Ardern also has a strong focus on mobilizing collective effort. This involves informing, educating and uniting people to do what’s needed to minimize harm to lives and livelihoods.
Regular press conferences show Ardern doesn’t pull her punches when delivering bad news, but she balances this with explaining why government directives matter and conveying empathy for their disruptive effects.
She also has a strong focus on practicalities and avoids getting defensive when questioned.
To secure unfiltered feedback from the public, she runs regular, impromptu Facebook Live sessions.
All these measures help give people confidence that Ardern genuinely cares about and is interested in people’s needs and views, thereby mobilizing community support for government mandates.
Ardern also focuses on actions that help to enable coping. This involves a range of initiatives to help people and organizations plan ahead. One example is the government’s Alert Level framework, which sets out the different rules and restrictions that apply depending on the current risk of community transmission.
A focus on building knowledge and skills relevant for surviving the pandemic, on kindness and on innovation form part of this approach, addressing both practical and emotional needs.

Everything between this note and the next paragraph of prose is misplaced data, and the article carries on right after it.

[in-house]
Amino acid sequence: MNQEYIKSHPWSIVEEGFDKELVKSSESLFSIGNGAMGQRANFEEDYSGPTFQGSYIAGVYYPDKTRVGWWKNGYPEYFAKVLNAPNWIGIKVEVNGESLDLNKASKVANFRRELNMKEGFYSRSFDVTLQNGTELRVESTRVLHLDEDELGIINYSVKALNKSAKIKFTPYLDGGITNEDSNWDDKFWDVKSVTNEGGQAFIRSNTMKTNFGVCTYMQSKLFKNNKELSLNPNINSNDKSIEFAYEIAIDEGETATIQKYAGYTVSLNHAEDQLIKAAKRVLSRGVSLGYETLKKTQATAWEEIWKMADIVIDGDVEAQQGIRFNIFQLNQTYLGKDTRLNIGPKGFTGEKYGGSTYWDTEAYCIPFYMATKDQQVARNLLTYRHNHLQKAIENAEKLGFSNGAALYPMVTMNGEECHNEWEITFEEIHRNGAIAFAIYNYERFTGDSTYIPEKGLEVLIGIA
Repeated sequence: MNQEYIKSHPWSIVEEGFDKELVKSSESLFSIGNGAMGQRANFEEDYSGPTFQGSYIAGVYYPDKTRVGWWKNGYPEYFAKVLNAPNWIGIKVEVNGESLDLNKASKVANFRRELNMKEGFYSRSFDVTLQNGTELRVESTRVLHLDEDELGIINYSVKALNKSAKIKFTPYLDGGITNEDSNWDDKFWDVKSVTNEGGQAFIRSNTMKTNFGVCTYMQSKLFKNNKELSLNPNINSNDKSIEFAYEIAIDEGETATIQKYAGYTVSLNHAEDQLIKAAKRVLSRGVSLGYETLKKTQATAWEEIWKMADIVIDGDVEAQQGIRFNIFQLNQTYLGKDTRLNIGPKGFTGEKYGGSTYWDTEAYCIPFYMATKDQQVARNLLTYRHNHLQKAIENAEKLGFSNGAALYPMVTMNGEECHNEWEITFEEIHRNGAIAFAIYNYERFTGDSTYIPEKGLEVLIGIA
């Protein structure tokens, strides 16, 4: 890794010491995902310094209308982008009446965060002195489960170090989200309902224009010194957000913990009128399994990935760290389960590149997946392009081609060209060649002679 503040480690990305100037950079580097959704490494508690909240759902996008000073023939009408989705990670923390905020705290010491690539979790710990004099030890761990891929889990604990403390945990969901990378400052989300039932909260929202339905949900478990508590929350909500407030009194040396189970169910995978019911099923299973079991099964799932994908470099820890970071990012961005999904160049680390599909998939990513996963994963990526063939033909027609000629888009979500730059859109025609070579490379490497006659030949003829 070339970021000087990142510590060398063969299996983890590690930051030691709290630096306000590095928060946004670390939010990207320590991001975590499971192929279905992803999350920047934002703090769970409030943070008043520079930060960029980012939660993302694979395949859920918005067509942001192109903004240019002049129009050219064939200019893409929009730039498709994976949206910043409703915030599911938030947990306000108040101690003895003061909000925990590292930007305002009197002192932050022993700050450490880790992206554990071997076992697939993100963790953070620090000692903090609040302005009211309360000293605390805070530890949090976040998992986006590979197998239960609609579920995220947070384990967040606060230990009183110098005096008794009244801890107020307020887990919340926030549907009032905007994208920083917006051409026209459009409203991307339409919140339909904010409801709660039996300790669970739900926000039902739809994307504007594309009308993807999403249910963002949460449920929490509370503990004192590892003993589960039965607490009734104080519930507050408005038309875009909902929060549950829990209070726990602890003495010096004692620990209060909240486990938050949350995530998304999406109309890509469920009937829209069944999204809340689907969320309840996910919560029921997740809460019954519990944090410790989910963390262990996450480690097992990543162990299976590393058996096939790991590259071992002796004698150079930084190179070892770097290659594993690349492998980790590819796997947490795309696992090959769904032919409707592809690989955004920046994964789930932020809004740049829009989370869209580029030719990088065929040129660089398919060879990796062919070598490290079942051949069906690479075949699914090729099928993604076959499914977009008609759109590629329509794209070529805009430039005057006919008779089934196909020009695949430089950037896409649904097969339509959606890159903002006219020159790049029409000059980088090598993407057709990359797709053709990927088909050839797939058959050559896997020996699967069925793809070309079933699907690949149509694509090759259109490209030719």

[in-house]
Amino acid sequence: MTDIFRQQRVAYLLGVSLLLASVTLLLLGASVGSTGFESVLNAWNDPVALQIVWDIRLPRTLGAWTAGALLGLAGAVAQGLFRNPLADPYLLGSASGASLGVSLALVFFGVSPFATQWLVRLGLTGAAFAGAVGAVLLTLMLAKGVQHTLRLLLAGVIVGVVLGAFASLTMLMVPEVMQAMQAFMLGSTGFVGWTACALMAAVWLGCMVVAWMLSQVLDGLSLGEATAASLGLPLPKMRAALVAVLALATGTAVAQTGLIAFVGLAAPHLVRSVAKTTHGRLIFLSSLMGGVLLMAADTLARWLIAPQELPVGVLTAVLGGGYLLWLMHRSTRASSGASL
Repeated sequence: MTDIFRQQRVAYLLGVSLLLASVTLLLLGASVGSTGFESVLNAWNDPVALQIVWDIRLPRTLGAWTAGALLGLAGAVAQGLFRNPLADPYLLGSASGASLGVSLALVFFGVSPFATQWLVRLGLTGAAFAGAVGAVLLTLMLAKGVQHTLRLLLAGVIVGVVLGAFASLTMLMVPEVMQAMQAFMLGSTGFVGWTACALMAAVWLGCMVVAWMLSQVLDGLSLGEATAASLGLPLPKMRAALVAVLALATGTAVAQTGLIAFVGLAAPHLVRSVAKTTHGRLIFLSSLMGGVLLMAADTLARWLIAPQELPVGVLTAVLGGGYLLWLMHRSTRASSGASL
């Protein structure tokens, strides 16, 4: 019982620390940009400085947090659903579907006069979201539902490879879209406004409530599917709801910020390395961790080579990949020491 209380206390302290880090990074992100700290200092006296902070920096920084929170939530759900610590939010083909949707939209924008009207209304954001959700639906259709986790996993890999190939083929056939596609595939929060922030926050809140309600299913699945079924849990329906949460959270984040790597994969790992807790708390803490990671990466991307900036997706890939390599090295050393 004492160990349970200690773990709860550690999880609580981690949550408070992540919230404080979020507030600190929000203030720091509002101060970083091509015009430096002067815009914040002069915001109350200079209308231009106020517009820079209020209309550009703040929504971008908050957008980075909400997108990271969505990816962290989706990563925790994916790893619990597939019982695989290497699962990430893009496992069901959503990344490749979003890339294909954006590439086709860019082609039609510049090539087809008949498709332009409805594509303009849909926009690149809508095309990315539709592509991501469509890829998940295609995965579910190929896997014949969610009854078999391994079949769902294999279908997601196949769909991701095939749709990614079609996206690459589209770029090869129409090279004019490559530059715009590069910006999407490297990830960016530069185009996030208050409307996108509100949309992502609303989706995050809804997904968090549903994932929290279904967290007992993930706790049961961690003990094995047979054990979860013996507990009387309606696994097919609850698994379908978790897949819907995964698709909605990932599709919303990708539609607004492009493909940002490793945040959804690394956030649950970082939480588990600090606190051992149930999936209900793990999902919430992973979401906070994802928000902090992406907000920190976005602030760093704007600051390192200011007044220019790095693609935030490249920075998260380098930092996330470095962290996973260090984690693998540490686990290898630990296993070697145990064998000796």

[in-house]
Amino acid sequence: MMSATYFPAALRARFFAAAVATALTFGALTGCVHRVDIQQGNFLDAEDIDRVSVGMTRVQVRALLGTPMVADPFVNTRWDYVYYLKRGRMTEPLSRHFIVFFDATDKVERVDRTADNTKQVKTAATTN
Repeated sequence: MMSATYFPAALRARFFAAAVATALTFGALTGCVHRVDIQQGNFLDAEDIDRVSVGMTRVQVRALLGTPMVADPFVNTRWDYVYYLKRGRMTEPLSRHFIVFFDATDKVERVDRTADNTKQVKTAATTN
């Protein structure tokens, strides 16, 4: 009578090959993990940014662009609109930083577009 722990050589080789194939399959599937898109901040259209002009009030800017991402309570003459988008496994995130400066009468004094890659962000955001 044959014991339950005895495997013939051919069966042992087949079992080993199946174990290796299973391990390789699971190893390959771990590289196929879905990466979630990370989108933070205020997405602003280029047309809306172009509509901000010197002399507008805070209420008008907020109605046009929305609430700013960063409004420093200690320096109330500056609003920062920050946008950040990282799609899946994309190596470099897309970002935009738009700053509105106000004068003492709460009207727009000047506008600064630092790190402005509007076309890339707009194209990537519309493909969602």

No ‘magic bullet’ … but
None of this constitutes a magic bullet for easily overcoming COVID-19. Not in New Zealand nor anywhere else.
And, looking ahead, the expectations on Ardern’s government to deliver economic recovery, as well as substantive progress on other key issues such as climate change and poverty reduction, are enormous.
But even though Ardern’s approach has not been faultless, her reelection makes it clear the effective pandemic leadership practices she demonstrates attracted strong levels of voter support.
That’s a lesson no elected leader ought to ignore. For U.S. President Donald Trump, who is seeking reelection on Nov. 3 and whose nation has suffered 220,000 COVID deaths so far, it remains to be seen if voters will punish or endorse the kind of leadership approach he has taken to the pandemic.
Even as the results rolled in on election night there were mutterings that a parliamentary majority controlled by one political party is somehow inconsistent with the spirit of MMP. The magnitude of the Jacinda Ardern-led Labour Party’s victory will no doubt encourage that view.
Wrong. In at least three respects the election result is exactly what electoral reform was about.
For the better part of the 20th century single-party majority governments in Aotearoa New Zealand were formed by parties that won a minority of the popular vote. The best example (or worst, depending on your view) was in 1993, when Jim Bolger’s National Party wound up with a manufactured parliamentary majority based on just 35% of the vote.
You need to go all the way back to 1951 to find the last time a governing party won a majority of the vote.
But you can’t get away with this under MMP. Ardern has already racked up Labour’s highest share of the vote since the 51.3% Peter Fraser’s Labour Party won in 1946. It’s also the best performance of any party under MMP.
She’s done it at a time when voting for a party other than Labour or National is both possible and pretty normal. If, once special votes have been counted, Labour clears 50% of the vote Ardern will have achieved something no prime minister has done in 70 years.